A pet—whether it’s a dog, cat, or another cuddly creature—is an integral part of your home. It makes perfect sense, then, to think about pet-friendly accommodation ideas as you design the interiors. “If we have kids, we take them into consideration when we’re planning our spaces, and it’s no different with pets,” says Brittany Marom, a New York–based designer, founder of her namesake design firm, and pet parent to a wirehaired vizsla. “You can have a pet-friendly setup that’s chic and functional at the same time.”

Case in point: Marom recently designed a kitchen for a Manhattan client with limited space. “Having a dog bowl [on the floor] that they constantly knocked into was just not going to work,” she says. “Instead, we took what would normally be a drawer space under the kitchen countertop and created an eating nook for their dog.”

Here, you can find seven pet-friendly accommodation ideas that are as functional as they are fashionable. See how designers play up interiors with pets in mind. 

1. Consider a dog bath

Marom says that she is increasingly incorporating dog baths into home design because they’re the ideal way to keep your pup and your personal tub clean. “There is nothing worse than having to clean your bathtub after your muddy dog,” she notes, pointing out the task is especially annoying in a household with children who might share the same tub hours later. Marom recently designed a dog bath clad in Moroccan tiles on the walls and a dog bone–shaped wood shelf to hold the pup’s shampoo and brushes. “Dog baths are an opportunity to have fun with a space,” she adds.

2. Give your pet a room of their own

Shannon Eddings, a designer based in Austin, likes carving out a dedicated space for pets in her client’s homes. “They should have their own area that they can retreat to,” she says. “It makes them feel that much more a part of the family.” For a family with a cat, for instance, Eddings set aside a part of their mud room for his litter box. When designing kitty litter space, use a material that you can wipe, such as an eggshell paint finish or vinyl, so that any spilled kitty litter can be cleaned up and vacuumed easily. Also, create a cute spot, such as a round peek hole, for the cat to enter and exit. “It’s a clever way to conceal something not so pleasant but also allow for cute moments with the cat peeking to say hello,” Eddings says.

3. Match pet accessories to your home decor

For chic interiors, choose pet accessories that blend in seamlessly with your home decor, says Anastasia Casey, the founder of Austin-based the Identité Collective, a creative agency for interior designers. “If you coordinate those pet toys, beds, and feeding bowls with the overall style of your house, they look like they’re a natural fit instead of sticking out,” she says. “You could have a sleek silver feeding bowl, for example, to match a contemporary kitchen.” Casey says that she recently ordered her pup a neutral-colored dog bed to integrate with the soft tones in her home. “The brown microfiber version stood out, but my new one looks like it belongs there.” You can also go all out and seek a pet couch that looks like something you might sprawl out on. Feline lovers can choose a shelf that doubles as a sleek obstacle course.  

4. Opt for chic toy storage

Don’t let an abundance of pet toys mess with your interiors. Instead of resorting to basic wicker baskets, you can designate a cabinet for squeeze toys, felt mice, and activity balls that will entertain rabbits and guinea pigs. Look for something with multiple compartments, like this Article media unit, that is well suited for adding in small storage baskets, but won’t be sore on the eyes.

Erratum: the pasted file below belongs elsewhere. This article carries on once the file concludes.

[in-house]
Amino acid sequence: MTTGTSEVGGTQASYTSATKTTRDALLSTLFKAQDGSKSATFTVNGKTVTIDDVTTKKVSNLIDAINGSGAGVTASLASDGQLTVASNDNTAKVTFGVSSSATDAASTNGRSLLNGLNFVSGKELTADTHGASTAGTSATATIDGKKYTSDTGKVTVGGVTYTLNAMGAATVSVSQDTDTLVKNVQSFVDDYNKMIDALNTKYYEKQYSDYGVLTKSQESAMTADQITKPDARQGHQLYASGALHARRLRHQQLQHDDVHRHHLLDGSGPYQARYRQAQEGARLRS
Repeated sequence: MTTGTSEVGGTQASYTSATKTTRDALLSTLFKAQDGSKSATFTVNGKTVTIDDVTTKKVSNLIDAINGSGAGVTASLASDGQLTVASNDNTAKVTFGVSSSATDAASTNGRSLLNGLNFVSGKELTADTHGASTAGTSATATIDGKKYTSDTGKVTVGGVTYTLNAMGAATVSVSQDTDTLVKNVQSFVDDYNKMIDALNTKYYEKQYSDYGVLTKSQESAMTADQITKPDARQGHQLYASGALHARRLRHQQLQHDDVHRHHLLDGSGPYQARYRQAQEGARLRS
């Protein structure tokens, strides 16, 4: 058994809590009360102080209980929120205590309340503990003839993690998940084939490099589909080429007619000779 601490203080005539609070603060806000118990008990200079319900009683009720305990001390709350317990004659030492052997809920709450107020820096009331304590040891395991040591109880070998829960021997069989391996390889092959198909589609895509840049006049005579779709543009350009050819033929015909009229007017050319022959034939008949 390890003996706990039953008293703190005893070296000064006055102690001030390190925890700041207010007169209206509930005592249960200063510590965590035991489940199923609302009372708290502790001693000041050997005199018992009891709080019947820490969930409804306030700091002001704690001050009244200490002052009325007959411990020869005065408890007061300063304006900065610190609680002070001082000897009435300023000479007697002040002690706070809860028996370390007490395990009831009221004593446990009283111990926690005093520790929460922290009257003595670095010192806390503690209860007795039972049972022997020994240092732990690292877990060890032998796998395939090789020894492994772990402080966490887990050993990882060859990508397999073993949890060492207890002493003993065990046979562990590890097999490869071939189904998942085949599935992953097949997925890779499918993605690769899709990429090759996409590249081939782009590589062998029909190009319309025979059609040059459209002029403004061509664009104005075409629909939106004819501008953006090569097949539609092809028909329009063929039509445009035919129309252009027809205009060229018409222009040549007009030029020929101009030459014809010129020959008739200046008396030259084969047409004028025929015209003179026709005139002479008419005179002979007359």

5. Choose the right carpets

When it comes to rugs, avoid anything with loops because cats love digging their claws into it and snagging the material. New York–based designer Philip Thomas says to opt for colors, textures, and fibers that are easy to clean and maintain, especially if you have a home-bound bunny. Lighter colors are likely to show stains than darker hues. Woven rugs with a visual texture like herringbone, chenille, or felt are much more resilient, and they will help hide a stain because of their dimensionality. Multi-colored area rug patterns are also good for hiding pet hair. Thomas is a fan of natural wool and man-made polypropylene carpets because they’re durable yet aesthetically appealing.

6. Decorate with the right greenery

Consider your furry friends when deciding on plants, as some are not pet compatible—for instance, most lilies are highly toxic to cats. Pet-friendly houseplants for cats and dogs include Calathea orbifolia, spider plants, Haworthia, and African violet. When it comes to choosing planters, select ceramic and terra-cotta. Planter baskets and anything made of wicker can be too tempting for pets who love to chew and scratch.

7. Pick pet-friendly fabrics

The purpose of having a pet, according to Rudy Saunders, an interior designer from Dorothy Draper & Company, is to live with them and not banish them where everyone hangs out, like the family room couch. “Durable fabric is key to having a pet welcome everywhere in your home,” he says. He recommends a high-performance fabric for upholstered pieces, such as Perennials luxury fabrics, which are resistant to stains and can be washed with water and soap. For all soft materials, Saunders says to use a fabric defense spray. “It will protect the material and give you peace of mind,” he says. Saunders adds that most carpet cleaning companies can apply a stain treatment to upholstery. 

Originally Appeared on Architectural Digest

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